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Ukraine: damaging the Zaporizhia power plant would be "suicide", warns the UN

"We must tell it like it is: any potential damage in Zaporijjia would be suicide," said Antonio Guterres, calling once again to "demilitarize" the plant, occupied by the Russian army.

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Ukraine: damaging the Zaporizhia power plant would be "suicide", warns the UN

"We must tell it like it is: any potential damage in Zaporijjia would be suicide," said Antonio Guterres, calling once again to "demilitarize" the plant, occupied by the Russian army.

Saying he was "seriously concerned" by the situation in Europe's largest nuclear power plant, he called for it not to be used "for any military operation whatsoever".

For his part, Turkish President Recep Tayyip Erdogan affirmed Turkey's support for Ukraine and expressed alarm at the danger of a "new Chernobyl", in reference to the largest civilian nuclear accident.

Reactor number 4 of the Chernobyl power plant exploded on April 26, 1986, releasing a radioactive cloud that spread throughout Europe.

"While we continue our efforts for a solution, we have been and continue to be on the side of our Ukrainian friends", affirmed Mr. Erdogan before adding that he does not want a "new Chernobyl" .

Occupied since the beginning of March, this power station in the south of the country has been the prey since the end of July of bombardments of which Moscow and kyiv accuse each other.

President Zelensky said on Thursday that the visit to Lviv by his Turkish counterpart Recep Tayyip Erdogan was a "powerful message of support" for his country.

He ruled out any peace negotiations with Moscow without the prior withdrawal of Russian troops from the territory of Ukraine.

"People who kill, rape, hit our civilian cities with cruise missiles every day cannot want peace. They should leave our territory first, then we'll see," Zelensky told a conference press in Lviv, saying "don't trust Russia".

In the morning, the Russian army assured that it had not deployed "heavy weapons" in and around the Zaporijjia power plant, contrary to what kyiv claims.

Ukraine also accuses Russia of using the plant as a firing base on Ukrainian positions, which Moscow denies.

Conversely, Russia says that the Ukrainian military wants to fire their artillery at the plant and then accuse it of having caused a nuclear accident.

For his part, the Ukrainian Minister of Foreign Affairs, Dmytro Kouleba, announced on Twitter that the Director General of the International Atomic Energy Agency (IAEA), Rafael Grossi, told him to be "ready" to go to the plant at the head of a delegation.

- Deadly fights -

The day before, the Secretary General of NATO, Jens Stoltenberg, had deemed such an inspection by the IAEA "urgent".

Fighting continues meanwhile in the Kharkiv region (north-east), where the Ukrainians have accused the Russians of having shelled residential areas, killing six there on Thursday, after 13 the previous evening, and dozens injured in total.

"Last night and this morning were the most tragic times in Kharkiv since the beginning of the war," said its mayor Igor Terekhov, signaling that Friday would be a day of mourning for the victims.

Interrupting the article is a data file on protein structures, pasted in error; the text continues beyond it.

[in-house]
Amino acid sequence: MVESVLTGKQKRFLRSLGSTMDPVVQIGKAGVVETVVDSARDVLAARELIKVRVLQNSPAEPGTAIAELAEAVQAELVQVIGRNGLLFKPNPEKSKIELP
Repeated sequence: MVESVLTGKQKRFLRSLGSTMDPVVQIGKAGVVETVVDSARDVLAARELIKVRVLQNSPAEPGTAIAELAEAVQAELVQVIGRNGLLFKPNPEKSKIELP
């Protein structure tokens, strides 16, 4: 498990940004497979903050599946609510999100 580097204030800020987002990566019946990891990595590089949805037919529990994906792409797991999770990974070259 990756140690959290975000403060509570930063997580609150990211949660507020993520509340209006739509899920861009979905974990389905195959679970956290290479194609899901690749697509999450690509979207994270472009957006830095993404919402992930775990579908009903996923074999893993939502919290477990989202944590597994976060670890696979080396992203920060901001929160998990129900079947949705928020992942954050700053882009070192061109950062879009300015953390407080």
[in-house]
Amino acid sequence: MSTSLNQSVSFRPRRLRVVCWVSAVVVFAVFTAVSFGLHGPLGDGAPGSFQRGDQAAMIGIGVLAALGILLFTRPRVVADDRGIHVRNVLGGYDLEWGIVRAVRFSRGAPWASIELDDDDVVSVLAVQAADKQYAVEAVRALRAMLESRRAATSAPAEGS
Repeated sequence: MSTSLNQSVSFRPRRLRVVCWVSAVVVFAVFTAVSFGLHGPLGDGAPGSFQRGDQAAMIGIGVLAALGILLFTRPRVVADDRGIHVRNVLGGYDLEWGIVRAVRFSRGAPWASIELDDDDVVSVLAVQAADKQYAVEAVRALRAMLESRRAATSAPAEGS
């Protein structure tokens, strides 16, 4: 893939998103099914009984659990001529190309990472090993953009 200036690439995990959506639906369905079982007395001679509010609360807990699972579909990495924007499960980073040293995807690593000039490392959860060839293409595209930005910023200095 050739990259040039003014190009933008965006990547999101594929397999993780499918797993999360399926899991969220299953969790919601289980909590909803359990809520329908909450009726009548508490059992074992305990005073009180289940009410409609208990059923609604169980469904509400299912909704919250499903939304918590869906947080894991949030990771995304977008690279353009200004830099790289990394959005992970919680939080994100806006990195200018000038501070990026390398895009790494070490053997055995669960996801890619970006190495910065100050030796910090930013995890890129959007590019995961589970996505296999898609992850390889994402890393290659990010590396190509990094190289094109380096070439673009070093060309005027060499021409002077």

Located about forty kilometers from the Russian border, this city, the second largest in Ukraine, is regularly pounded by Russian soldiers, who have never managed to seize it. Hundreds of civilians were killed in this region, according to the authorities.

In the south, one person died and two others were injured after a strike in Mykolaiv, announced its mayor, Oleksandr Senkevych.

- New devices -

The Zelensky-Erdogan-Guterres meeting comes against a backdrop of increasing negotiations to allow the resumption of grain exports from Ukraine, one of the world's leading producers and exporters.

Mr. Guterres promised on Thursday that his organization would work to “intensify” Ukrainian grain exports before the onset of winter, as these are crucial for the food supply of many African countries.

They were blocked for several months following the Russian invasion, raising the specter of a global food crisis.

In July, an agreement signed by Russia and Ukraine and validated by the United Nations and Turkey, made it possible to resume these exports.

Mr. Erdogan, who is posing as a mediator on this subject, went to Russia in early August to talk about it with President Vladimir Putin.

A first humanitarian ship chartered by the UN, loaded with 23,000 tons of wheat, left Ukraine on Tuesday, heading for Ethiopia.

On Thursday, a vessel loaded with grain sailed, the 25th since the signing of the agreement, announced the Ukrainian port authorities.

In total, "more than 600,000 tons of Ukrainian agricultural products" have since passed through the "grain corridor" from the ports of Odessa, Pivdenny and Chornomorsk, they added.

A Russian ship carrying stolen Ukrainian grain has however arrived in Syria, the Ukrainian embassy in Lebanon said on Thursday, after several grain carriers caused controversy by docking in the war-torn country.


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